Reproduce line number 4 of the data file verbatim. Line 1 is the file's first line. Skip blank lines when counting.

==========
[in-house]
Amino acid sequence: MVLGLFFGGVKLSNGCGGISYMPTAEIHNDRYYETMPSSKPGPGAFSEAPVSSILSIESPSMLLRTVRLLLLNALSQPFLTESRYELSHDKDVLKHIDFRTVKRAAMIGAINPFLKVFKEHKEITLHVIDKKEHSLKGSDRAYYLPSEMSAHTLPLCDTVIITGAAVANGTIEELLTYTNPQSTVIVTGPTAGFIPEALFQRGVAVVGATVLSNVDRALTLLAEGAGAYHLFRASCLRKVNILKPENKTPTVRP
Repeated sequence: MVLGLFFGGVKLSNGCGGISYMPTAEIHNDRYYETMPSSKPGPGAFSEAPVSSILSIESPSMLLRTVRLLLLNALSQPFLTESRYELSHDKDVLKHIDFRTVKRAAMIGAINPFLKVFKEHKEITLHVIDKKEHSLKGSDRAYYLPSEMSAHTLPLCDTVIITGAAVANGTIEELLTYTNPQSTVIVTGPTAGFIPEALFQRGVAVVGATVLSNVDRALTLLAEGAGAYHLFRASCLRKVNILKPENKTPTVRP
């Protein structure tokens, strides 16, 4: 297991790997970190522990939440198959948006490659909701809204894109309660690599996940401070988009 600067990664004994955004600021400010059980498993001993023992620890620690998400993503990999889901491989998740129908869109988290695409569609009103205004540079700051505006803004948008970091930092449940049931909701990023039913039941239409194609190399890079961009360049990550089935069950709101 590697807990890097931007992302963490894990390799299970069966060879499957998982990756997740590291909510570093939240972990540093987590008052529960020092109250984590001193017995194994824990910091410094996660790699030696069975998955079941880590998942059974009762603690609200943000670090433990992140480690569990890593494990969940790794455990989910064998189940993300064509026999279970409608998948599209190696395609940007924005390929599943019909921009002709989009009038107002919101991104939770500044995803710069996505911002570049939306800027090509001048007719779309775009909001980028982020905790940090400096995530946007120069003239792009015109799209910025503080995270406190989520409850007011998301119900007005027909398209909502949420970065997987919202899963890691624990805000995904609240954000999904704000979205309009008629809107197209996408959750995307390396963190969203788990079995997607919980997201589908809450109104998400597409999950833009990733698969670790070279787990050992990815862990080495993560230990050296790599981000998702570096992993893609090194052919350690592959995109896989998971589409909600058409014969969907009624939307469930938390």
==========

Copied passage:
């Protein structure tokens, strides 16, 4: 297991790997970190522990939440198959948006490659909701809204894109309660690599996940401070988009 600067990664004994955004600021400010059980498993001993023992620890620690998400993503990999889901491989998740129908869109988290695409569609009103205004540079700051505006803004948008970091930092449940049931909701990023039913039941239409194609190399890079961009360049990550089935069950709101 590697807990890097931007992302963490894990390799299970069966060879499957998982990756997740590291909510570093939240972990540093987590008052529960020092109250984590001193017995194994824990910091410094996660790699030696069975998955079941880590998942059974009762603690609200943000670090433990992140480690569990890593494990969940790794455990989910064998189940993300064509026999279970409608998948599209190696395609940007924005390929599943019909921009002709989009009038107002919101991104939770500044995803710069996505911002570049939306800027090509001048007719779309775009909001980028982020905790940090400096995530946007120069003239792009015109799209910025503080995270406190989520409850007011998301119900007005027909398209909502949420970065997987919202899963890691624990805000995904609240954000999904704000979205309009008629809107197209996408959750995307390396963190969203788990079995997607919980997201589908809450109104998400597409999950833009990733698969670790070279787990050992990815862990080495993560230990050296790599981000998702570096992993893609090194052919350690592959995109896989998971589409909600058409014969969907009624939307469930938390």